Many of the best sustainable design student projects I see come from interdisciplinary teams. A colleague and I recently coached a team of students who were designing a new refrigerator. Half of the team was made up of UC Berkeley engineers, the other half product designers from Universidad Nacional Autónoma de México. The engineers investigated technologies like thermal battery innovations, essential for creating a high-efficiency appliance. But they were developing a mass-market product, not simply a new technology. The designers focused on user behavior, cultural context, aesthetics and ease of use. To succeed in the Mexican market, any environmentally friendly technologies had to be affordable for everyone. The biggest waste in fridges, though, isn't necessarily solved by new technologies: it's in addressing the huge amount of cold air that pours out when the door is held open. The team's final design incorporated an insulated window and quick access tray that allows users to ponder, and then to pull out the food they use most, without opening the full door. All of this keeps the fridge closed longer, which saves energy by preventing the cold air from escaping.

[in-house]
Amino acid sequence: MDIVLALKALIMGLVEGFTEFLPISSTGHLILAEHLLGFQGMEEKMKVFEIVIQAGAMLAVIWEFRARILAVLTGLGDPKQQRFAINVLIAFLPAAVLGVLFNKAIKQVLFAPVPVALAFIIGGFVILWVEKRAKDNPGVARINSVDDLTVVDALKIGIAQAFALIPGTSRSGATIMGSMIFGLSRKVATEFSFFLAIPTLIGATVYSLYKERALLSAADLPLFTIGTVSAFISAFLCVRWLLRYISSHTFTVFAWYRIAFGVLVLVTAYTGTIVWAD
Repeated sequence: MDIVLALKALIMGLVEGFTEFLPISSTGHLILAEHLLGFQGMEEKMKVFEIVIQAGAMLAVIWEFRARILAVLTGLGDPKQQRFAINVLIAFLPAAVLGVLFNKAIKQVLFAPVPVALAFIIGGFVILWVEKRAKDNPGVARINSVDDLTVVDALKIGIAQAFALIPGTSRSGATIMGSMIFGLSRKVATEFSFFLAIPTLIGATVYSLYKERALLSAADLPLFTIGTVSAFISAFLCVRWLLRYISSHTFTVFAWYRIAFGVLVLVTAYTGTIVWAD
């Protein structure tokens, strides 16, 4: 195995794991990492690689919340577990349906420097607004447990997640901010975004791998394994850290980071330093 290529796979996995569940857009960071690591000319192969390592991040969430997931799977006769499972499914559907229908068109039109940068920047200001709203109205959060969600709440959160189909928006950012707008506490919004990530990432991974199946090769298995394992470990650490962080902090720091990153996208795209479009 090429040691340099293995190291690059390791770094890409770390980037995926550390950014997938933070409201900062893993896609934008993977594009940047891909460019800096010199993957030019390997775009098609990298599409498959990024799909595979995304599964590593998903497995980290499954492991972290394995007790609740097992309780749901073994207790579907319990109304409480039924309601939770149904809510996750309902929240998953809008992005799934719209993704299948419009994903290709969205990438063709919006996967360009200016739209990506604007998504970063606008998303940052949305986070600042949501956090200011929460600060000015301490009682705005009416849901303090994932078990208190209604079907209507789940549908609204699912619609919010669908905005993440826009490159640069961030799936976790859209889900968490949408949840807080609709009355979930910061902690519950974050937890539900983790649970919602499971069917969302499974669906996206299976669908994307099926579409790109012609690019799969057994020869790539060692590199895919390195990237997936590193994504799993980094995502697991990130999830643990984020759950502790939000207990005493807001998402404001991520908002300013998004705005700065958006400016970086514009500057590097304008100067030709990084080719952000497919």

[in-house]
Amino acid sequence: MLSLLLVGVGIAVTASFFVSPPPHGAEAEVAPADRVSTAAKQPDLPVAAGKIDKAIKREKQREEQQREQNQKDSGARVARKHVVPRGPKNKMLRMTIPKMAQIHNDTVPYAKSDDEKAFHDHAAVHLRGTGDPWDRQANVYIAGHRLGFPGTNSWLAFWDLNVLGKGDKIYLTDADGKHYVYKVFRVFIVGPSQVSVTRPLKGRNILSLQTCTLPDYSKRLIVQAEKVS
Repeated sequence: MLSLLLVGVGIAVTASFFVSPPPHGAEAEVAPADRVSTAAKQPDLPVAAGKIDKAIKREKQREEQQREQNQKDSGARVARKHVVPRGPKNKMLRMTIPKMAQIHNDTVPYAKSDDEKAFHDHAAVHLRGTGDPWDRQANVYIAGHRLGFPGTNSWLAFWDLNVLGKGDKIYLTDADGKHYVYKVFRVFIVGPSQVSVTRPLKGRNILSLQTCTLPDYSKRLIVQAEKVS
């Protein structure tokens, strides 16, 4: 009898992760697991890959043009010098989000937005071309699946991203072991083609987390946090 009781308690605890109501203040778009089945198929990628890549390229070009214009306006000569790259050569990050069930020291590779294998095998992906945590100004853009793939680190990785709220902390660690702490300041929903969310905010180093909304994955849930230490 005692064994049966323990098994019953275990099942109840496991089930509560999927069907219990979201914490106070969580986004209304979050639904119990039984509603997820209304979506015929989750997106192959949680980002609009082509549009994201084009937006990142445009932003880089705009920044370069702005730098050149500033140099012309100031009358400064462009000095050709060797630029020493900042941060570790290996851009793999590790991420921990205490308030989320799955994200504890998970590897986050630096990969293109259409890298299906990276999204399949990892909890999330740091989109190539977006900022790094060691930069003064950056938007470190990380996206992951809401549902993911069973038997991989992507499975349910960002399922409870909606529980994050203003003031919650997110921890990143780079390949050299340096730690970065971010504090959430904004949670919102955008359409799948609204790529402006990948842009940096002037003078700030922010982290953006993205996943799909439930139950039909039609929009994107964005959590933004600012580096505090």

Technical solutions can be dreamed up by scientists and clean tech engineers, but the viable projects incorporate beauty, form and human factors. Consider the BioLite stove, which addresses the in-home air pollution problem faced by half the world's population. In aggregate, this is a major contributor to greenhouse gas emissions. Their HomeStove reduces fuel consumption by half, cuts smoke emissions by more than 90 percent, and improves the health of the whole community by nearly eliminating black carbon soot.
Tell stories with numbers